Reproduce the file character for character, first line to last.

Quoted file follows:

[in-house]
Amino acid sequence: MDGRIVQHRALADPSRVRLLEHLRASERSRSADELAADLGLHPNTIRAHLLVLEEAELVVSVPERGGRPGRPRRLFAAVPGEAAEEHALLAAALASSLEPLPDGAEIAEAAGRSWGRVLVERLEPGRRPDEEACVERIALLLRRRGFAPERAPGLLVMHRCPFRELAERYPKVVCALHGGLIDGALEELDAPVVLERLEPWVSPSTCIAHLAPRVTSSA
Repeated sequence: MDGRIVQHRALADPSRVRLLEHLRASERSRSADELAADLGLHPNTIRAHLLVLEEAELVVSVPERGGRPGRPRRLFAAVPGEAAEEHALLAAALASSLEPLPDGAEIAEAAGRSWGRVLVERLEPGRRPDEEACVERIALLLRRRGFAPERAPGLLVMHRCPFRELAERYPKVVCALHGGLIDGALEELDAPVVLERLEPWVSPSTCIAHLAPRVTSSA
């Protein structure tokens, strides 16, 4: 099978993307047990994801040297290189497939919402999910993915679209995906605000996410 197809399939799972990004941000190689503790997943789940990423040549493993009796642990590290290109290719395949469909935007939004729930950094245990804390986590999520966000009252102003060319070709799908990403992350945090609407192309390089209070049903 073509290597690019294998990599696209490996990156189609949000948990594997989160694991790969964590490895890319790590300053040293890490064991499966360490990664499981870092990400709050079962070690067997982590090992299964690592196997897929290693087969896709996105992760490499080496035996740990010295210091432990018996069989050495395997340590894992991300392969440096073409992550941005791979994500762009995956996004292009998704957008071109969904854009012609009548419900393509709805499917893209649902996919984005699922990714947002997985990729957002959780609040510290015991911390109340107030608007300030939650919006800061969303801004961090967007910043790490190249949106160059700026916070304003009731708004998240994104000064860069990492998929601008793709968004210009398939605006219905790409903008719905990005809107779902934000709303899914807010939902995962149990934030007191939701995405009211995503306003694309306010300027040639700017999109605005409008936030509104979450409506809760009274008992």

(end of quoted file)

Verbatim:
[in-house]
Amino acid sequence: MDGRIVQHRALADPSRVRLLEHLRASERSRSADELAADLGLHPNTIRAHLLVLEEAELVVSVPERGGRPGRPRRLFAAVPGEAAEEHALLAAALASSLEPLPDGAEIAEAAGRSWGRVLVERLEPGRRPDEEACVERIALLLRRRGFAPERAPGLLVMHRCPFRELAERYPKVVCALHGGLIDGALEELDAPVVLERLEPWVSPSTCIAHLAPRVTSSA
Repeated sequence: MDGRIVQHRALADPSRVRLLEHLRASERSRSADELAADLGLHPNTIRAHLLVLEEAELVVSVPERGGRPGRPRRLFAAVPGEAAEEHALLAAALASSLEPLPDGAEIAEAAGRSWGRVLVERLEPGRRPDEEACVERIALLLRRRGFAPERAPGLLVMHRCPFRELAERYPKVVCALHGGLIDGALEELDAPVVLERLEPWVSPSTCIAHLAPRVTSSA
């Protein structure tokens, strides 16, 4: 099978993307047990994801040297290189497939919402999910993915679209995906605000996410 197809399939799972990004941000190689503790997943789940990423040549493993009796642990590290290109290719395949469909935007939004729930950094245990804390986590999520966000009252102003060319070709799908990403992350945090609407192309390089209070049903 073509290597690019294998990599696209490996990156189609949000948990594997989160694991790969964590490895890319790590300053040293890490064991499966360490990664499981870092990400709050079962070690067997982590090992299964690592196997897929290693087969896709996105992760490499080496035996740990010295210091432990018996069989050495395997340590894992991300392969440096073409992550941005791979994500762009995956996004292009998704957008071109969904854009012609009548419900393509709805499917893209649902996919984005699922990714947002997985990729957002959780609040510290015991911390109340107030608007300030939650919006800061969303801004961090967007910043790490190249949106160059700026916070304003009731708004998240994104000064860069990492998929601008793709968004210009398939605006219905790409903008719905990005809107779902934000709303899914807010939902995962149990934030007191939701995405009211995503306003694309306010300027040639700017999109605005409008936030509104979450409506809760009274008992």